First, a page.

The majority of the peptide binding sites seemed to be unchanged following the addition of fluorescent tag and cell penetrating tag to the peptides, except for those of peptide 11, which demonstrated a slight shift to nearby positions within 1–4 amino acid residues on the DENV NS1 protein as compared to peptide 11 alone (Table 2 and Supplementary Table S3). Peptides 3, 4, 10, and 11 showed different binding positions on the DENV NS1 structure, which might determine the fate of peptide inhibition against DENV production; however, some common binding sites could still be observed. The DENV NS1 Lys9 residue is putatively recognized by all 4 peptides and localized in close proximity to Trp8, which is required for DENV RNA replication, but not association with NS4A-2K-4B precursor19,20. His26 and Trp28 putatively interact with ≥ 2 peptides and are located in the β-roll domain (amino acid residues 1–29), which is likely involved in NS1 dimerization and association with ER membrane and other viral transmembrane proteins18,19. A hydrophobic pocket involved in the monomer–monomer interaction of the DENV NS1 protein was also proposed in a recent study as a target for drug design to disrupt the structure of DENV NS1, particularly in the region consisting of Phe20, Ile21, and Trp20175. Furthermore, we found Arg192 to be recognized by peptides 4 and 10 in the β-ladder domain close to Lys189, which is a critical amino acid residue for efficient DENV RNA replication19,20. The present study also identified Lys189 as a unique binding site for peptides 4 and 11; however, the recognition of this binding position appeared to be altered following the tag addition (Table 2 and Supplementary Table S3). The unique binding site for peptide 3 at Glu156 was found to reside in the β-ladder domain at a position adjacent to Tyr158 that is essential for RNA replication of DENV19,20. Therefore, specific binding sites on the DENV NS1 structure that are recognized by these peptides may be important factors for determining the efficiency of peptide inhibition against DENV infection.

Several approaches have been developed to search for antiviral peptides to control DENV infection. However, for the first time, the present study proposes the multifunctional DENV NS1 protein as a novel target for inhibition of DENV infection by specific peptide inhibitors. Treatment with DENV NS1-binding peptides reduced infectious virus production even after the step of virus entry into the cells; however, the detailed mechanisms of peptide inhibition require further investigation and elucidation. Our identification of specific peptide binding sites on the DENV NS1 structures and differential peptide inhibition of DENV production among different virus serotypes may guide the future development of a DENV NS1-based design for specific inhibitors or drugs against DENV infection.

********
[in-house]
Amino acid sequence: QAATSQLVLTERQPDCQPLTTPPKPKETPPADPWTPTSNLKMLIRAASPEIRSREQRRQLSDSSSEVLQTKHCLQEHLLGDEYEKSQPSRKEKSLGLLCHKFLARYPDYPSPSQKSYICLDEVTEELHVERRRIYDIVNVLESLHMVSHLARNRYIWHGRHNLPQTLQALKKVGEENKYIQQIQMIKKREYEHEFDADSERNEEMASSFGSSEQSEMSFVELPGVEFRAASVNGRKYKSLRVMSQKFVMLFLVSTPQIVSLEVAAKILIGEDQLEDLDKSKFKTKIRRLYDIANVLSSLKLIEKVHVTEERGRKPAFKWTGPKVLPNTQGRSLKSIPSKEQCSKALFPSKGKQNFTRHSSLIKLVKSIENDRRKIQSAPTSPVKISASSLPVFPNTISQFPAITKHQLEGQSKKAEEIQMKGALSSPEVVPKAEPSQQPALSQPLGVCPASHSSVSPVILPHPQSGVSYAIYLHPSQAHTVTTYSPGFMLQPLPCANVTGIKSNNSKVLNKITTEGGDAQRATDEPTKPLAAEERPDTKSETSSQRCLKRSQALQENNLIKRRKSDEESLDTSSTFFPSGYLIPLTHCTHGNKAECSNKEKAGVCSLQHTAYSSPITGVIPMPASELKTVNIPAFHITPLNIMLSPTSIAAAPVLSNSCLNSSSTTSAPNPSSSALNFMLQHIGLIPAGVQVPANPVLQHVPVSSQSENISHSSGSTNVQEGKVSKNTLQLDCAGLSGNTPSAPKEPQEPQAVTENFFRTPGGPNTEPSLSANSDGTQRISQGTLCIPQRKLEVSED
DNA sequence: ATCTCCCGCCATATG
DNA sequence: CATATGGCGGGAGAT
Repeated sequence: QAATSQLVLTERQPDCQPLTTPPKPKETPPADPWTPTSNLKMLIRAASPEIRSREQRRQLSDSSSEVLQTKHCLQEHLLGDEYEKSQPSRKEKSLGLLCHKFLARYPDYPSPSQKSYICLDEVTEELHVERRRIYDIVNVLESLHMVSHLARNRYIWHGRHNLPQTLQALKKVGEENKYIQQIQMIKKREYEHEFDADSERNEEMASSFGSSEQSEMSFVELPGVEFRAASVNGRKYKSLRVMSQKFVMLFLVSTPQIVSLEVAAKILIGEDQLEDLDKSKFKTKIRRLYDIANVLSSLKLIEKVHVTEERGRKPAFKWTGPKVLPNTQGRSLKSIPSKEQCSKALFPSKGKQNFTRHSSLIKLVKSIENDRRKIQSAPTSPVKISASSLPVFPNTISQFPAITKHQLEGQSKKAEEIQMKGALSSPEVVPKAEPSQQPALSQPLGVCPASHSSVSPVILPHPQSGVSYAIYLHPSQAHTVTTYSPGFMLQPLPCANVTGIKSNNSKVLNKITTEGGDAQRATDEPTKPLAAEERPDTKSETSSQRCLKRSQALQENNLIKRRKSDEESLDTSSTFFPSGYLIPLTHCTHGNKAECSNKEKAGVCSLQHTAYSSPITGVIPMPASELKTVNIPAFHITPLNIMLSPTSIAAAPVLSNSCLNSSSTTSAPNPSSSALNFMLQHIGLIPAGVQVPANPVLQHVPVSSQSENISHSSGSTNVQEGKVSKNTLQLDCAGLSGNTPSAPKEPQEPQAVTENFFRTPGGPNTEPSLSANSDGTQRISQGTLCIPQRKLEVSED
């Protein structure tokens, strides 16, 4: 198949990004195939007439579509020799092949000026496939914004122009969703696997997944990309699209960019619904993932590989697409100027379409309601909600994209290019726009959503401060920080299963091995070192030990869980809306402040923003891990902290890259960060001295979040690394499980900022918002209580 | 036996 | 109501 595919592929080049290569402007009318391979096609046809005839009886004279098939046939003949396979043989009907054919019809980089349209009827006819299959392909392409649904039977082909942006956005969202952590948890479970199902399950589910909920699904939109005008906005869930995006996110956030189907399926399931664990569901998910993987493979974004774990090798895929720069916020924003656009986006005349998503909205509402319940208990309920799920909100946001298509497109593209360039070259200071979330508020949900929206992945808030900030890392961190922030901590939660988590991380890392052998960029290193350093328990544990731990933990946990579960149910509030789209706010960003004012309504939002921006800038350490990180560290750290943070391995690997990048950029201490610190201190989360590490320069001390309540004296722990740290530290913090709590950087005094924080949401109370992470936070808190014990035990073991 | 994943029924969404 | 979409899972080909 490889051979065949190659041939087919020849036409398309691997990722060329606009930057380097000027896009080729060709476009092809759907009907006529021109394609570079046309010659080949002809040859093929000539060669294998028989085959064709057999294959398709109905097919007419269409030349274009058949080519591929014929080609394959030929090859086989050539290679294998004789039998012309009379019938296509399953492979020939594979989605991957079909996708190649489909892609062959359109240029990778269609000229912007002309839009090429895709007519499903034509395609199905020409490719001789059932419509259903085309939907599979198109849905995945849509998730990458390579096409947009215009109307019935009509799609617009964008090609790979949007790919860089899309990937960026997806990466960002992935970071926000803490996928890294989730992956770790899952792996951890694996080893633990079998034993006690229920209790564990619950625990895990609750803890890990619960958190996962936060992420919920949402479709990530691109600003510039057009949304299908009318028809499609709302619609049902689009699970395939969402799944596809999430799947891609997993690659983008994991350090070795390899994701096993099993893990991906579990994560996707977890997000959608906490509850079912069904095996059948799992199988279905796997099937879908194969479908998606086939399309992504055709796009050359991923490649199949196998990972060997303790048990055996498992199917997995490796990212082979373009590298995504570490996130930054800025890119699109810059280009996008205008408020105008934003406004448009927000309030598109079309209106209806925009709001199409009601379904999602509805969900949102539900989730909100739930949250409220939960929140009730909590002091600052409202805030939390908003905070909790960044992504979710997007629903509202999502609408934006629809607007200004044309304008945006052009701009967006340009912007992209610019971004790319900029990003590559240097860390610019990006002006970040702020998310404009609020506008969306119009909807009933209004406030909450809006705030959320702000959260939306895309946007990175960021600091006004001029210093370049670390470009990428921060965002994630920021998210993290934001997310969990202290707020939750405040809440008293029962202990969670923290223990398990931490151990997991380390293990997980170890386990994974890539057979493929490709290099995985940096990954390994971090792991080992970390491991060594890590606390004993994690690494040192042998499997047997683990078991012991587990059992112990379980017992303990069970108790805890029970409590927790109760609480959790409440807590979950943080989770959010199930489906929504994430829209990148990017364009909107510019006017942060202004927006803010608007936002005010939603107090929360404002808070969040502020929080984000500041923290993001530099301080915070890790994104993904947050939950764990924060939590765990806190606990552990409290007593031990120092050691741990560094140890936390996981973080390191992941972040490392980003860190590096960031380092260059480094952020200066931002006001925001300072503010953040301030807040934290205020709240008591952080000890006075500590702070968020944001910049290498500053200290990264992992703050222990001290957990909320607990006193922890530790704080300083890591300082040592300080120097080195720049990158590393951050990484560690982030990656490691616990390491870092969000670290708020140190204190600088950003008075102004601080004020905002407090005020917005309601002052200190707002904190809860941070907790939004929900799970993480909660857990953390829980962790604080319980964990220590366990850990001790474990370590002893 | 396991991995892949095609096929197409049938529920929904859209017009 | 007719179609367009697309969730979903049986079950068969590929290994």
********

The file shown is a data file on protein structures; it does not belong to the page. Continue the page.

Methods

Cell line, virus, antibodies and peptides

Hepatocellular carcinoma Huh7 cells were cultured in 10% FBS-DMEM (Gibco; Invitrogen, Carlsbad, CA, USA) containing 0.1 mM non-essential amino acid, 2 mM l-glutamine, 36 µg/ml penicillin G, and 60 µg/ml streptomycin at 37 °C with 5% CO2 and a humidified atmosphere. Dengue virus serotypes (DENV-1 strain Hawaii, DENV-2 strain 16681, DENV-3 strain H87, and DENV-4 strain H241) were propagated in mosquito C6/36 cells. A mouse monoclonal antibody specific for DENV NS1 (clones NS1-3F) was produced in our laboratory76. Alexa Fluor 488-conjugated goat anti-mouse IgG antibody and Cy3-conjugated goat anti-mouse IgG antibody were purchased from Invitrogen and Jackson ImmunoResearch (West Grove, PA, USA), respectively. Peptide 3 (QFGPVFTWLNHA), peptide 4 (SFVNLWTPRYSL), peptide 10 (WHWRLWDVPDNP), and peptide 11 (WHWAWYSPTARM) that contained additional N-terminal 5-carboxyfluorescein (5-FAM) and C-terminal cell-penetrating peptide tag (RRRGRRRRRRRR) were synthesized at GenScript (Piscataway, NJ, USA) with purity of 97.9%, 96.4%, 98.5%, and 96.9%, respectively, and removal of standard trifluoroacetic acid.

Biopanning of phages displaying DENV NS1-binding peptides

The Ph.D.-12 phage display peptide library (New England Biolabs, Ipswich, MA, USA), which contains random 12-mer peptides fused to a minor coat protein (pIII) of M13 phage, was used to screen peptides binding to DENV NS1. Briefly, a Nunc Maxisorp 96-well plate (Nunc, Roskilde, Denmark) was coated with 1 µg of purified NS1 protein from DENV-2-infected Vero cell culture or bovine serum albumin (BSA, background control) at 4 °C overnight. The protein-coated wells were washed 5 times with 200 µl of TBS buffer containing 0.1% Tween 20 (TBST, washing buffer) and incubated with 200 µl of 3% BSA in TBS at room temperature (RT) for 2 h. After 5 washes, the phage-displayed peptide library (1011 pfu) was incubated in the BSA-coated wells at RT for 1 h to deplete BSA-binding phages. Unbound phages from the BSA-coated wells were transferred to the DENV NS1-coated wells and incubated at RT for 1 h. The DENV NS1-coated wells were then thoroughly washed to remove unbound phages. DENV NS1-binding phages were eluted from the wells by incubating with glycine elution buffer (0.2 M glycine–HCl pH 2.2 and 1 mg/ml BSA) at RT for 20 min, followed by neutralization with 1 M Tris–HCl pH 9.1. The eluted phages were amplified in E. coli ER2738 cultures and titrated according to the manufacturer’s protocol with minor modifications. The amplified phages (1011 pfu) from the first round were used for the next round of biopanning, and a total of 3 rounds of biopanning were performed. The number of phages obtained from each round was titrated to evaluate the efficiency of phage recovery.

Confirmation of phage clones for DENV NS1 binding